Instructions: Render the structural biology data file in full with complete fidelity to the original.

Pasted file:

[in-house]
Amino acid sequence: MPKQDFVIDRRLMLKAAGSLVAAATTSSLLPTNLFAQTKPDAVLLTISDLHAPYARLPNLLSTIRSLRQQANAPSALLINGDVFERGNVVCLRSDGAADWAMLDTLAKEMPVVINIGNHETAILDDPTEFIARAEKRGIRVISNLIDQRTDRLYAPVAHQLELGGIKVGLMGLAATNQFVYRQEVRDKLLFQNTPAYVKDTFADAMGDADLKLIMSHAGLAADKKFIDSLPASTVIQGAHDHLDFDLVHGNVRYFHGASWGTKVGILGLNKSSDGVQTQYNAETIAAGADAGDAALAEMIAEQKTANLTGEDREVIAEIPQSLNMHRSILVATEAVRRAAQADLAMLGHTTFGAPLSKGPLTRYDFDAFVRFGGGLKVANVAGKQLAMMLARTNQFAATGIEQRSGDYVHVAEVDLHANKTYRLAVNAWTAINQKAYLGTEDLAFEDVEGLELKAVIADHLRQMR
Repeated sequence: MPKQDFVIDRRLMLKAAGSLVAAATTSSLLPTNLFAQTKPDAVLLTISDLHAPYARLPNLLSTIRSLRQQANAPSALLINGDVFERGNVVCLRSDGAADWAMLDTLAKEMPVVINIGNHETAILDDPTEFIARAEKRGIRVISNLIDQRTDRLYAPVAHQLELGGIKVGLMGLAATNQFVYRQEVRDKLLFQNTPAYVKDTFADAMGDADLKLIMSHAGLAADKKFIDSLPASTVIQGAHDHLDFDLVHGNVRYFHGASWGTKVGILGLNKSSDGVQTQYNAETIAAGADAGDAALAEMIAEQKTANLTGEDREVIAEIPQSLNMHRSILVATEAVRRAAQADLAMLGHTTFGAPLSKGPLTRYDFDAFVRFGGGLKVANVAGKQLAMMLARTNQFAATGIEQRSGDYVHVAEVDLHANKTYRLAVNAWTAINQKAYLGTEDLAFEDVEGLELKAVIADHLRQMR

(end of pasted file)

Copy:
[in-house]
Amino acid sequence: MPKQDFVIDRRLMLKAAGSLVAAATTSSLLPTNLFAQTKPDAVLLTISDLHAPYARLPNLLSTIRSLRQQANAPSALLINGDVFERGNVVCLRSDGAADWAMLDTLAKEMPVVINIGNHETAILDDPTEFIARAEKRGIRVISNLIDQRTDRLYAPVAHQLELGGIKVGLMGLAATNQFVYRQEVRDKLLFQNTPAYVKDTFADAMGDADLKLIMSHAGLAADKKFIDSLPASTVIQGAHDHLDFDLVHGNVRYFHGASWGTKVGILGLNKSSDGVQTQYNAETIAAGADAGDAALAEMIAEQKTANLTGEDREVIAEIPQSLNMHRSILVATEAVRRAAQADLAMLGHTTFGAPLSKGPLTRYDFDAFVRFGGGLKVANVAGKQLAMMLARTNQFAATGIEQRSGDYVHVAEVDLHANKTYRLAVNAWTAINQKAYLGTEDLAFEDVEGLELKAVIADHLRQMR
Repeated sequence: MPKQDFVIDRRLMLKAAGSLVAAATTSSLLPTNLFAQTKPDAVLLTISDLHAPYARLPNLLSTIRSLRQQANAPSALLINGDVFERGNVVCLRSDGAADWAMLDTLAKEMPVVINIGNHETAILDDPTEFIARAEKRGIRVISNLIDQRTDRLYAPVAHQLELGGIKVGLMGLAATNQFVYRQEVRDKLLFQNTPAYVKDTFADAMGDADLKLIMSHAGLAADKKFIDSLPASTVIQGAHDHLDFDLVHGNVRYFHGASWGTKVGILGLNKSSDGVQTQYNAETIAAGADAGDAALAEMIAEQKTANLTGEDREVIAEIPQSLNMHRSILVATEAVRRAAQADLAMLGHTTFGAPLSKGPLTRYDFDAFVRFGGGLKVANVAGKQLAMMLARTNQFAATGIEQRSGDYVHVAEVDLHANKTYRLAVNAWTAINQKAYLGTEDLAFEDVEGLELKAVIADHLRQMR